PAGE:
By Karen Pierog
(Reuters) - Michigan will launch a formal review of Detroit to determine if a state takeover is warranted, officials said on Wednesday, after a preliminary review found "probable financial stress" for the state's largest city.
Michigan Treasurer Andy Dillon said the in-depth review, which follows the preliminary review launched on December 6, does not necessarily mean Detroit will be declared to be in a financial emergency or that Governor Rick Snyder would ultimately appoint someone to run it.
"The governor and I met this morning with the mayor and we continue to hope this process is cut short because the city has been able to develop a plan that puts the city on a solid financial footing," Dillon told reporters in a conference call.
Detroit, with a population of 714,000, predominantly African Americans, has faced hard times with auto industry contraction and falling revenue. The city was once one of the most populated in the United States, but lost 25 percent of its residents between 2000 and 2010.
The review could have various results. If a financial emergency exists, the governor would have to decide on an emergency manager. If the stress levels are considered mild, the city could carry on as it is now.
Other large U.S. cities have had to submit to state oversight in the past, including Philadelphia, Cleveland, and notably in the 1970s, New York, the largest U.S. city.
CITY WANTS UNION CONCESSIONS
Under a new Michigan law that made it easier for the state to intervene in fiscally troubled local governments and increased the power of emergency managers, the next step in the process is the governor's appointment of a review team that includes state officials and others.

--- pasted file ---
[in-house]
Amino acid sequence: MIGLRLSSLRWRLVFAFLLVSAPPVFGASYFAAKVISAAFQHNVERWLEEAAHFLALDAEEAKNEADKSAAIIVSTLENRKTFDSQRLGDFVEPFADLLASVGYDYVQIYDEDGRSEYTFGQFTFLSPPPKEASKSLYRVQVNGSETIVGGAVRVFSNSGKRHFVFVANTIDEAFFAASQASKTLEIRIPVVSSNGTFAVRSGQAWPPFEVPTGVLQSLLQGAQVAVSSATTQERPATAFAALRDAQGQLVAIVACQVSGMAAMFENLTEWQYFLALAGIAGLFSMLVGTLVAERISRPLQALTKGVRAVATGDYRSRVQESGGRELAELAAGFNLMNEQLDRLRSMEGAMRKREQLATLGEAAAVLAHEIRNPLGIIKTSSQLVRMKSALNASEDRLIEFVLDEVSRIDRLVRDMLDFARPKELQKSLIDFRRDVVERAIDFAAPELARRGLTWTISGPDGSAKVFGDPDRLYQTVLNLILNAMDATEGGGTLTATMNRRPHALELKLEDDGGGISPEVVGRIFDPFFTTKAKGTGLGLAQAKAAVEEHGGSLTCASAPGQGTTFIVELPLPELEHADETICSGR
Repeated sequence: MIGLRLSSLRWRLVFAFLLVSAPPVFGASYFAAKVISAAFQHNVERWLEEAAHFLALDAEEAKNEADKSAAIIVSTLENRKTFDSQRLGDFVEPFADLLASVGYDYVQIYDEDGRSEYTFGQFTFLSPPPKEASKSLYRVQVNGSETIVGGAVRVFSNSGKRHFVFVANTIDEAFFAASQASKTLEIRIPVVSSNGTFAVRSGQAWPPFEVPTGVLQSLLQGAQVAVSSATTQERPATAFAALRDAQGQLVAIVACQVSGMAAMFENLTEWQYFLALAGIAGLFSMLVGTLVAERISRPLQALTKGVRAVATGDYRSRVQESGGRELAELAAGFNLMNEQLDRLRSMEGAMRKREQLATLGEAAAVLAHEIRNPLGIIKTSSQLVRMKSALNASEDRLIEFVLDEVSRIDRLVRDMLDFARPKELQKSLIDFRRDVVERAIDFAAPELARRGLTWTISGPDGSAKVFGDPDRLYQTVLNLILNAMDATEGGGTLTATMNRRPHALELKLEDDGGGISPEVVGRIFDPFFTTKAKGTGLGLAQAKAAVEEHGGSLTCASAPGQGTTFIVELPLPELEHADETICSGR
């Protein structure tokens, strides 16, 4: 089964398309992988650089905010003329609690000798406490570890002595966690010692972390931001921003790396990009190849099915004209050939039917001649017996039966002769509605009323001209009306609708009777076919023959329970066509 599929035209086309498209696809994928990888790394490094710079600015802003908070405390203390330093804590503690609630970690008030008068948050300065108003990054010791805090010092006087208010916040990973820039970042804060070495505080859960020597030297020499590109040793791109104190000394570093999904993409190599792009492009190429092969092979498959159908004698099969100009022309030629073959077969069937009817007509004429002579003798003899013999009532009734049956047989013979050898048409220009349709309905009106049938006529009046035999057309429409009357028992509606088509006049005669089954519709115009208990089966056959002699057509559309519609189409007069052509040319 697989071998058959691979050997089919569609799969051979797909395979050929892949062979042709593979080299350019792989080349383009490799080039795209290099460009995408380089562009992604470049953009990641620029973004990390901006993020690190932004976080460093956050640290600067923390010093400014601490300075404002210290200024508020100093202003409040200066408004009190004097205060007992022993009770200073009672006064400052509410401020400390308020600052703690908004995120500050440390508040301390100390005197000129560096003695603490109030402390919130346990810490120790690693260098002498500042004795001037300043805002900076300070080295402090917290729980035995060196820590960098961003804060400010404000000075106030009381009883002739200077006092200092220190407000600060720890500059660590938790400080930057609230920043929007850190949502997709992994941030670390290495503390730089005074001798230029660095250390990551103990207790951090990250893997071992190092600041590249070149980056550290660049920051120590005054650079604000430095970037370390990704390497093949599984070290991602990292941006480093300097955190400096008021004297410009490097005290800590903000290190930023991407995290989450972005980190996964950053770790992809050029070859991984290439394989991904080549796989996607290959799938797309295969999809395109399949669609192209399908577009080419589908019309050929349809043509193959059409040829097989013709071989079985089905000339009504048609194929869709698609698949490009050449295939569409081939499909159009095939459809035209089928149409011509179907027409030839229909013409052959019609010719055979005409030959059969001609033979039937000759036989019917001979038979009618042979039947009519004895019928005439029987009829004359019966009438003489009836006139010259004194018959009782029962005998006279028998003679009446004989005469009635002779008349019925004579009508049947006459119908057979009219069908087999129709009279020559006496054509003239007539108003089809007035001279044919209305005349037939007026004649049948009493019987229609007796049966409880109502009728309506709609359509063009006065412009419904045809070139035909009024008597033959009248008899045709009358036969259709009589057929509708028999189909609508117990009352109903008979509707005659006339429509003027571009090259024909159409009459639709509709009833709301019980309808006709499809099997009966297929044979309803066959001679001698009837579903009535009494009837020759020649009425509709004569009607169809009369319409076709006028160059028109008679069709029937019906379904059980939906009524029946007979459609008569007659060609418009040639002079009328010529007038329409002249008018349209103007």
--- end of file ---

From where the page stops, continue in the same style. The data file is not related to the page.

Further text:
Dillon said he will forward recommendations to the governor on Wednesday or Thursday on who should serve on the review team, which will have 60 days to complete its work unless the governor asks for an accelerated schedule. He also said a projection that Detroit will run out of cash by April continues to drive the review process.
Detroit Mayor Dave Bing said his administration will continue to "fully cooperate with the review process."
"However, I firmly believe that the remedy to the city's financial crisis is my plan that seeks savings of $102 million for this fiscal year and $258 million in fiscal year 2012-13," Bing said in a statement.
The mayor said the city is continuing negotiations with union leadership for "structural reforms in health care and pensions, work rule changes and wage reductions."
Detroit City Council President Charles Pugh said he believed the process under way between the council, the mayor and unions will ultimately let the city avoid a consent agreement or emergency manager.
If an emergency manager is tapped for Detroit, it would trigger the termination of interest-rate swap agreements the city has with investment banks UBS and Siebert Brandford Shank & Co. forcing the city to pay them an estimated $400 million unless the agreements can be restructured.
That led to recent warnings by Moody's Investors Service and Fitch Ratings that the city's credit ratings could be cut further into junk territory.
The state's preliminary review found the city has a mounting debt problem with long-term liabilities estimated to top $12 billion. The city's annual budget is around $3.1 billion.
(Reporting by Karen Pierog, Editing by Chizu Nomiyama and Jan Paschal)